Asian studies sets for itself a very ambitious goal: an interdisciplinary understanding of nearly half the world. Within this mandate, students may choose to focus on a particular region within Asia, a particular time period and a particular discipline, or on a comparative subject that cuts across areas, times and disciplines. Though rooted in history, Asian studies also addresses the concerns, and draws upon the methodologies, of anthropology, literature, foreign languages, political science, religion, philosophy, sociology, economics, ecology and the arts.

Classes in Asian studies aim to develop four fundamental skills. Foundation classes call on students to (1) read critically and (2) write clearly about basic primary sources in translation and scholarly literature. More advanced classes and Plan tutorials require students to (3) define and execute research projects. These projects often entail fieldwork in Asia and work with documents in Asian languages. Finally, all Asian studies classes should help students to (4) cultivate a critical and imaginative appreciation for social systems different from their own.

My own interest in Asia grew from experiences living in Hong Kong and studying modern Chinese history. My dissertation explored the theories and practices of modernization, nationalism, socialism and colonialism in 20th-century China. More recently, I have become very interested in the history and contemporary practice of Daoism in China and abroad.

While I seek to aid students with interests in all corners of Asian studies, I am best versed in the areas of China, Japan and Southeast Asia, and the disciplines of history and anthropology. I especially welcome Plan work in the following fields:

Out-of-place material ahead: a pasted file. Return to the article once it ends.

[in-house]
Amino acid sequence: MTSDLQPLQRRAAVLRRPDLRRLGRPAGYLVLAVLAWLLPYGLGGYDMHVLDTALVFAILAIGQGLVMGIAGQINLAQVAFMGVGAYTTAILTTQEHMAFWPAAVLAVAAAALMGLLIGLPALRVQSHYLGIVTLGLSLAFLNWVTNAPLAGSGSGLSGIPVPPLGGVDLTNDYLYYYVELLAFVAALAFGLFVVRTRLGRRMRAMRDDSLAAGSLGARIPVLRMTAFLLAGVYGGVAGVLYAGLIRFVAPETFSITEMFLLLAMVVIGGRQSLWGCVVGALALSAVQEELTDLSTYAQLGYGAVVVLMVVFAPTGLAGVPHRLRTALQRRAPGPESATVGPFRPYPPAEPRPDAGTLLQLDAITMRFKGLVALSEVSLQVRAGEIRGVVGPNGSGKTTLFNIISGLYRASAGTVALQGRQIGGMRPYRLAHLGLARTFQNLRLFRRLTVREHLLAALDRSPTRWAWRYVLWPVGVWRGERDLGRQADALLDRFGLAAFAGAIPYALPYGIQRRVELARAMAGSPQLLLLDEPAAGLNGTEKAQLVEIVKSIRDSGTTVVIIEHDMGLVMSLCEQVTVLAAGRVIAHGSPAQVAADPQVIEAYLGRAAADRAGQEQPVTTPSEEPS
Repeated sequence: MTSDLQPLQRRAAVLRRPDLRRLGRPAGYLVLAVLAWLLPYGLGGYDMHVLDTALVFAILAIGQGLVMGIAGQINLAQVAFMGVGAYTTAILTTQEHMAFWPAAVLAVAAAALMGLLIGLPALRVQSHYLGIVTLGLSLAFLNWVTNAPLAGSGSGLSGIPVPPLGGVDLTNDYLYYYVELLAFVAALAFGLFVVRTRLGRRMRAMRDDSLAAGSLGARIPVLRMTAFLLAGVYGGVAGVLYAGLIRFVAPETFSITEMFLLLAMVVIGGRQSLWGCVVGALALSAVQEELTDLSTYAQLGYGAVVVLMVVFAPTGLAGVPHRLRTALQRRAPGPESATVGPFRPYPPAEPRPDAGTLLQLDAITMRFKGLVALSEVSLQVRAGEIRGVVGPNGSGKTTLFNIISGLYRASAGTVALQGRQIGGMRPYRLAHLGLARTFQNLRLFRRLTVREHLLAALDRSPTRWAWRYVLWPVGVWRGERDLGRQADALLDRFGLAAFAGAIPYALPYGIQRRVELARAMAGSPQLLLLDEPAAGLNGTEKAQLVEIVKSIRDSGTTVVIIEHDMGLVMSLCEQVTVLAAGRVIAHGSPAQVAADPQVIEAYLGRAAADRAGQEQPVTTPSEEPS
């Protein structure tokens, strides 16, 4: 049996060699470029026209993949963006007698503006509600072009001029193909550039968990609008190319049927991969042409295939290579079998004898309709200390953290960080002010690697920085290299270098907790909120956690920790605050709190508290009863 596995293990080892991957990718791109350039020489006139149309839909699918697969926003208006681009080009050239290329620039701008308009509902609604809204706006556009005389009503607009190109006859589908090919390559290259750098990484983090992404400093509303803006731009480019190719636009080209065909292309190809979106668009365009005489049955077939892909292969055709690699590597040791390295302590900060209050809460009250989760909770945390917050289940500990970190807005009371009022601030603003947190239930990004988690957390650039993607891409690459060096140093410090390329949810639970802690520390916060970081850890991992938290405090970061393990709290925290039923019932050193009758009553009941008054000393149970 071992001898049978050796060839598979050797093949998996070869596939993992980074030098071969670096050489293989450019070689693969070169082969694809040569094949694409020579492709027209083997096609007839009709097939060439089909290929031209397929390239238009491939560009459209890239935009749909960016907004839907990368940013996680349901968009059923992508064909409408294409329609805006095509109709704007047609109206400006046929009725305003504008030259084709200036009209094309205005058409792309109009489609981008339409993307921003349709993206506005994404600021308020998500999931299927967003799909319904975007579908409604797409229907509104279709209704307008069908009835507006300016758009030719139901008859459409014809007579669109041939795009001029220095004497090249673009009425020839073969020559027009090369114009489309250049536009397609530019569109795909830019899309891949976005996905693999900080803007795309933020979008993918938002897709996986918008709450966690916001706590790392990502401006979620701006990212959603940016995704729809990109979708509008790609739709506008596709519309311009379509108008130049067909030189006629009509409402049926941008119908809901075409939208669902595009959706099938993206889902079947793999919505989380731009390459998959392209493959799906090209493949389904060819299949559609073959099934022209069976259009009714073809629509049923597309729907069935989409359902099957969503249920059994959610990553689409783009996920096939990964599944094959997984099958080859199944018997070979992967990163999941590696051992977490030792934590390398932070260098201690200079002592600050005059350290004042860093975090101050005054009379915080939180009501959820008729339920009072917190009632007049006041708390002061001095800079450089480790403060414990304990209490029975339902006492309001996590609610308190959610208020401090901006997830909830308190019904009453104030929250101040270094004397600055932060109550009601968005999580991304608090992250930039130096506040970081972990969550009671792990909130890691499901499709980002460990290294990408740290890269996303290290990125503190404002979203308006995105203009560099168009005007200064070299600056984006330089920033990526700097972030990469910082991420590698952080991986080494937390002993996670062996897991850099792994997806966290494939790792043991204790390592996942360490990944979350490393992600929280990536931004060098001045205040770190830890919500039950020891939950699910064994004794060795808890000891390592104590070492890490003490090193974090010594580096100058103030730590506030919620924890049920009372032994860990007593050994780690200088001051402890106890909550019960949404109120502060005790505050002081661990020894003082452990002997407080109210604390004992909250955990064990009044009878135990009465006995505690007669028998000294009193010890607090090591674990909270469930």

Areas of Interest for Plan-level Work:

  • Urban history
  • History of migration
  • History of Vietnam and the war with America
  • Asian religions
  • Ancient Chinese philosophy (Confucianism, Daoism, Legalism)
  • Ethnicity and nationalism
  • Relations between Hong Kong, Taiwan, and mainland China
  • Modern Asian literature
  • Social constructions of time and space
  • Colonialism and imperialism
  • Socialism and post-socialism

Good Foundation for Plan

Plans in Asian studies depend on preparatory work in a number of fields. Students develop disciplinary expertise in a separate field—most commonly history, anthropology or politics, but any field could work—and then apply the appropriate methodology to cases drawn from Asia. Usually this requires language study and, where possible, travel to Asia and fieldwork. Strong writing skills are essential for Plans in Asian studies.

The best way to prepare for a Plan in Asian studies depends a great deal on a student’s specific disciplinary and topical interests as well as prior experiences. However the following foundation will serve most students well:

  • Discipline-specific foundation courses introducing the methodologies of history, anthropology, political science, literature, etc.
  • Foreign language classes
  • Intentions to spend time in Asia either on a study abroad program, the World Studies Program or doing independent research.

Students on Plan in Asian studies will want to include Asian Studies Junior Plan Research Seminar and Asian Studies Senior Plan Writing Seminar.

Sample Tutorial Topics

  • Japanese Aesthetics
  • Philosophy and Spiritual Identity in Traditional Chinese Martial Arts
  • Study of Chinese Woodworking
  • The Body in Japan
  • Writing About the Body & Language in Japan
  • Writing Bushido
  • How Many Children
  • Population Studies in Contemporary China
  • Studies on the Contemporary Japanese Educational System


(a mostly random selection of Marlboro microdestinations)